Does wireless charging excuse Apple not using USB-C?

For almost as long as Apple has been making mobile devices — whether it’s iPods, iPhones, or iPads — the company has clung to its own charging ports, dating back to the introduction of the 30-pin dock connector in 2003 with the third-generation iPod. But for the first time this year, Apple has embraced a universal charging standard on its latest devices. (No, the iPhone X and iPhone 8 aren’t switching to USB-C. They still use Lightning ports.) But by adding wireless Qi charging to its latest devices, Apple may have done the next best thing.

Until now, Apple hasn’t offered wireless charging for its devices, with the limited exception of the Apple Watch, which requires a proprietary cable, and AirPods, which require a proprietary case. But with the iPhone 8 and iPhone X, Apple has finally caught up with the rest of the mobile phone industry in adding a standardized wireless charging method to its flagship devices.


The ramifications of that are kind of big. Because almost every company in the mobile industry uses Qi, you can now use the same charger on your iPhone 8 or iPhone X as you do on your Samsung Galaxy Note 8 or LG V30. Have a friend who needs to recharge their phone? As long as their phone supports wireless charging, your “iPhone charger” will work now. It’s the kind of cross-compatibility that we rarely get to see between Apple’s products and the rest of the industry. Plus, since Qi charging has been around for so long, there’s a whole ecosystem of devices that support it at low prices. You can get a good Qi-compatible wireless charger for less than the cost of a Lightning cable brought from Apple. And unlike that pricey cable, it can charge most major flagship phones.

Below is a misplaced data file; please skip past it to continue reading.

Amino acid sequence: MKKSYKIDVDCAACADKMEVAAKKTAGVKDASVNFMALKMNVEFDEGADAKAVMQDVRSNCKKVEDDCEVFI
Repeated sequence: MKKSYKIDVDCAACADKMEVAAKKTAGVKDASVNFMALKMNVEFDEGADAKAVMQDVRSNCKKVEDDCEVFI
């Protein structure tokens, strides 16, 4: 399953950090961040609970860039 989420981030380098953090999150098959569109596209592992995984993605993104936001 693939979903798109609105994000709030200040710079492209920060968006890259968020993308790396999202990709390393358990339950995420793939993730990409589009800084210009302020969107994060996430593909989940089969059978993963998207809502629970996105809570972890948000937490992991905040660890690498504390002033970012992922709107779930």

It’s still frustrating that Apple is sticking to Lightning cables for all of its phones, especially when the future of charging and connectivity increasingly looks like USB-C. And after the taste of universal support that wireless charging is bringing, it’s nice to imagine a future where you can also use the same cables to charge your new iPhone as you do your laptop (like, say, Apple’s MacBook or MacBook Pro, both of which already use USB-C) or other mobile devices.


Sadly, that still seems unlikely, seeing as Apple makes money off of every Lightning cable and accessory sold by way of licensing fees from the MFi accessory program. So unless the company decides that it suddenly hates money, chances are we won’t see a USB-C iPhone or iPad anytime soon.

On the flip side, Apple could easily have tried to force its own charging spec on the world, limiting iPhone users to its own proprietary charging pads and licensing its tech through the same MFi program that it uses for Lightning.

Even though it’s not the universal standard we might have hoped for, wireless Qi charging marks the first time that you can share a charger between an Android phone and an iPhone. And that’s at least a step in the right direction, even if we’re still stuck with Lightning.

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